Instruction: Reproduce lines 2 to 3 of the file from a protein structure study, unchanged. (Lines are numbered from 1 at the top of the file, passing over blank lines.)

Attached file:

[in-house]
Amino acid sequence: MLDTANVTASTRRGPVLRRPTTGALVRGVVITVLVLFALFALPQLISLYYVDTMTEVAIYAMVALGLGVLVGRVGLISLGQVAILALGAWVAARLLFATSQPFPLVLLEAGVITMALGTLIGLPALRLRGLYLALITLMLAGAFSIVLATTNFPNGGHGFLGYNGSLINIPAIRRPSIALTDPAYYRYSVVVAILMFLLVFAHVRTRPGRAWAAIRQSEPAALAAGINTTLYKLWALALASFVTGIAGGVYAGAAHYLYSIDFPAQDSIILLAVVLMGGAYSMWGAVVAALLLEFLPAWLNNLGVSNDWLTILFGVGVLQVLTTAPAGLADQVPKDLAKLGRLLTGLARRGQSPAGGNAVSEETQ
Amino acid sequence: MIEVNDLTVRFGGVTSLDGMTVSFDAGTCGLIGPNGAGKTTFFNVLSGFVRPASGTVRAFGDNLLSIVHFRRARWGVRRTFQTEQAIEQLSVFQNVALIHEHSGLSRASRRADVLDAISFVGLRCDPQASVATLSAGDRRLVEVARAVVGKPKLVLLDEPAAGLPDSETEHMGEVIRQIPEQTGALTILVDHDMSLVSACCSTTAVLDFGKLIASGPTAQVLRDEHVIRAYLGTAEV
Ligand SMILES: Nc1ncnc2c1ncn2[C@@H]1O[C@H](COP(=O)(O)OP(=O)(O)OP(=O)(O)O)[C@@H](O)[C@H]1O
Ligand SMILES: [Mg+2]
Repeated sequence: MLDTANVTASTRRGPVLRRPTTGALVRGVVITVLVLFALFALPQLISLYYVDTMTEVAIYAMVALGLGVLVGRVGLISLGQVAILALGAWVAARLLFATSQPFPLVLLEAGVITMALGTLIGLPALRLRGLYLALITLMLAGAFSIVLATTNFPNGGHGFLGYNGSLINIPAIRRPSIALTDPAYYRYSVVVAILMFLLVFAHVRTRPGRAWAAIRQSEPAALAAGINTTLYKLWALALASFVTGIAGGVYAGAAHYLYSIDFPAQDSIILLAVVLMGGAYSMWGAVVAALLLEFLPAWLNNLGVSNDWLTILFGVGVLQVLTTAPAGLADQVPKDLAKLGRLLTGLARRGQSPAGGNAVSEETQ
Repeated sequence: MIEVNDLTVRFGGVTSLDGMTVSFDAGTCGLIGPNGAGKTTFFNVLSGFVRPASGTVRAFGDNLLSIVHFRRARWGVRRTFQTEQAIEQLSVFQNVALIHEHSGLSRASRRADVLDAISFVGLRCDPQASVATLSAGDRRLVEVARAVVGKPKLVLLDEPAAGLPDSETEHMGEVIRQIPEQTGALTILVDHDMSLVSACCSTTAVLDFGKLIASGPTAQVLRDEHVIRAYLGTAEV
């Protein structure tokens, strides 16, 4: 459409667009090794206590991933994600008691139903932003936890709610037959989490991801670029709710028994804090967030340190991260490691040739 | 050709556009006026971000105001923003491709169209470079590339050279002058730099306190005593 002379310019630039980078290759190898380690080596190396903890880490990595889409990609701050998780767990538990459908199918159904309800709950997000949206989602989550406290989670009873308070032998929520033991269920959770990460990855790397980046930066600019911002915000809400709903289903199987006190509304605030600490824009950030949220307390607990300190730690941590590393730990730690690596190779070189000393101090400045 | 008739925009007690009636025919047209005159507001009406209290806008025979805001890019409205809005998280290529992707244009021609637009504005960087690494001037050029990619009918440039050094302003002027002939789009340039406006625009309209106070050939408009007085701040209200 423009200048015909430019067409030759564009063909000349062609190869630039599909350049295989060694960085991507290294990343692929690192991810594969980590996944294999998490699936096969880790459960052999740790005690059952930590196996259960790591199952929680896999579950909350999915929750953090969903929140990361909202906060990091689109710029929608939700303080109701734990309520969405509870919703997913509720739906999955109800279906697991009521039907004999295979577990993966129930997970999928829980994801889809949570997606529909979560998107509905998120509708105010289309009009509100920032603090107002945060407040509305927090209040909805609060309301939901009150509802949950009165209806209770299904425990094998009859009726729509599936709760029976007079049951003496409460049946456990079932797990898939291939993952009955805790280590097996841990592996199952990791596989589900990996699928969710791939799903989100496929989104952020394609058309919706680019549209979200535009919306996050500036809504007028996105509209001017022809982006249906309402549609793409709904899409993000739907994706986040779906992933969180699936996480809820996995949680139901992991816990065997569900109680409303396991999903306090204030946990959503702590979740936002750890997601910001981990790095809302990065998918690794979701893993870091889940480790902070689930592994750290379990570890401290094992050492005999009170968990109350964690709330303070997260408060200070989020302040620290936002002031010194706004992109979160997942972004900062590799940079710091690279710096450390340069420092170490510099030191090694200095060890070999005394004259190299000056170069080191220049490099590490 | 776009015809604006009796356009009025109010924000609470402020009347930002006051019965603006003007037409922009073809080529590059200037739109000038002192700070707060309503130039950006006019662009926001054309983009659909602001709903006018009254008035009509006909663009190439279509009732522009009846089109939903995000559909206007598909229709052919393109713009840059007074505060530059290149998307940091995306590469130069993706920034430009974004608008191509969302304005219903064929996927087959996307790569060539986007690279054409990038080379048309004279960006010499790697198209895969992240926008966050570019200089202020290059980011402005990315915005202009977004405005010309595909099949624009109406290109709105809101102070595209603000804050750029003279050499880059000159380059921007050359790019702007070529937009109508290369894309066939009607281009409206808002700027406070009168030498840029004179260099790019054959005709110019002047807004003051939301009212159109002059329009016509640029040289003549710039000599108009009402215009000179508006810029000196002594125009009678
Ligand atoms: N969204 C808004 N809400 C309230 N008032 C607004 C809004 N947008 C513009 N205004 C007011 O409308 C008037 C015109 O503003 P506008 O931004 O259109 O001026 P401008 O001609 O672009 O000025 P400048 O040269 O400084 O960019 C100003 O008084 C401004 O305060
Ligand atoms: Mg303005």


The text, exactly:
Amino acid sequence: MLDTANVTASTRRGPVLRRPTTGALVRGVVITVLVLFALFALPQLISLYYVDTMTEVAIYAMVALGLGVLVGRVGLISLGQVAILALGAWVAARLLFATSQPFPLVLLEAGVITMALGTLIGLPALRLRGLYLALITLMLAGAFSIVLATTNFPNGGHGFLGYNGSLINIPAIRRPSIALTDPAYYRYSVVVAILMFLLVFAHVRTRPGRAWAAIRQSEPAALAAGINTTLYKLWALALASFVTGIAGGVYAGAAHYLYSIDFPAQDSIILLAVVLMGGAYSMWGAVVAALLLEFLPAWLNNLGVSNDWLTILFGVGVLQVLTTAPAGLADQVPKDLAKLGRLLTGLARRGQSPAGGNAVSEETQ
Amino acid sequence: MIEVNDLTVRFGGVTSLDGMTVSFDAGTCGLIGPNGAGKTTFFNVLSGFVRPASGTVRAFGDNLLSIVHFRRARWGVRRTFQTEQAIEQLSVFQNVALIHEHSGLSRASRRADVLDAISFVGLRCDPQASVATLSAGDRRLVEVARAVVGKPKLVLLDEPAAGLPDSETEHMGEVIRQIPEQTGALTILVDHDMSLVSACCSTTAVLDFGKLIASGPTAQVLRDEHVIRAYLGTAEV